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GRAVES, SAMUEL (1713–1787), admiral, fourth son of Samuel Graves, was first cousin of Thomas, first lord Graves [q. v.], and uncle of Sir Thomas Graves, K.B. [q. v.] He was born on 17 April 1713, was made a lieutenant in 1739, and served in the expedition to Cartagena in 1741 on board the Norfolk, commanded by his uncle, Captain Thomas Graves (d. 1755). He was promoted in 1743 by Sir Chaloner Ogle to the command of the Bonetta sloop at Jamaica; and in 1744 was posted to the Ripon's Prize, which he commanded in the West Indies till 1747, when he was moved into the Enterprise. In 1756 he was appointed to the Duke, from which he was moved into the St. Albans, then into the Princess Amelia, and afterwards into the Barfleur; this last he commanded in the expedition to Basque Roads, under Hawke, in the summer of 1757, and in the grand fleet, under Anson, in the summer of 1758. In 1759 he was again in the Duke, and in her, on 20 Nov., took part in the battle of Quiberon Bay. He continued to command the Duke till his promotion to be rear-admiral in October 1762. In October 1770 he was advanced to be vice-admiral and in 1774 was appointed commander-in-chief on the North American station. In July he arrived at Boston to perform perhaps the most ungracious duty that has ever fallen to the lot of a naval officer, embarrassed, besides, by the want of exact instructions and of adequate force. The only addition to his instructions beyond those usual in time of peace was an order to carry out the ‘Boston Port Bill,’ and his ships were all manned on the lowest peace establishment. To carry out the rigour of the ‘Boston Port Bill’ without a due number of small craft, well manned and armed, was impossible; but of such there were none on the station. The sloops of war were most inefficient, and the country vessels that were taken up by the admiral were able to irritate but not to coerce. It is thus not to be wondered at that during the period of Graves's command the insurrection continued to gather strength, or that an incapable government at home should gladly make Graves responsible for the hopeless state of affairs. No charge was made against him, nor was he directly blamed; but he was guilty of not succeeding under circumstances amid which success was impossible, and on 27 Jan. 1776 he was superseded from his command. He had no further service, for though in September 1777 he was offered the command at Plymouth, he angrily declined it, at the same time signifying his readiness to accept any active employment. On 29 Jan. 1778 he was advanced to be admiral of the blue, became admiral of the white on 8 April 1782, and died at his seat at Hembury Fort, near Honiton, on 8 March 1787.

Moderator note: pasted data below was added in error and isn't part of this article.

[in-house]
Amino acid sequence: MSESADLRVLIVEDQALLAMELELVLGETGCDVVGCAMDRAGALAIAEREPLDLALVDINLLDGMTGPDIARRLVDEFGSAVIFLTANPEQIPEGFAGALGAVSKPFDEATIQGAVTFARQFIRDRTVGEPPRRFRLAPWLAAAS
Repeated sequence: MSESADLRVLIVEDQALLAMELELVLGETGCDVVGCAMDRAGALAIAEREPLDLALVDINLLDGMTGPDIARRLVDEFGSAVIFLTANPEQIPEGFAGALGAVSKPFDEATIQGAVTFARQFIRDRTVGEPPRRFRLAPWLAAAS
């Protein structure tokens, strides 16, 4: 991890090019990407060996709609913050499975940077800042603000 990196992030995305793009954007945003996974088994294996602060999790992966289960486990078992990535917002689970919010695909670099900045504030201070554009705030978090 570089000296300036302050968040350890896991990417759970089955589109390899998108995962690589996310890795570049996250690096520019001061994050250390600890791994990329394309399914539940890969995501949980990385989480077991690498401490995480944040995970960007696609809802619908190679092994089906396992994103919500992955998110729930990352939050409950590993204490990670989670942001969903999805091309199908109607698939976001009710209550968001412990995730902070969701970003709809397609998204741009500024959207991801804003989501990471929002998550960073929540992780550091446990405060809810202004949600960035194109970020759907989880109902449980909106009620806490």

[Charnock's Biog. Nav. v. 301; Addit. MSS. 14038–9; official correspondence in the Public Record Office.]

J. K. L.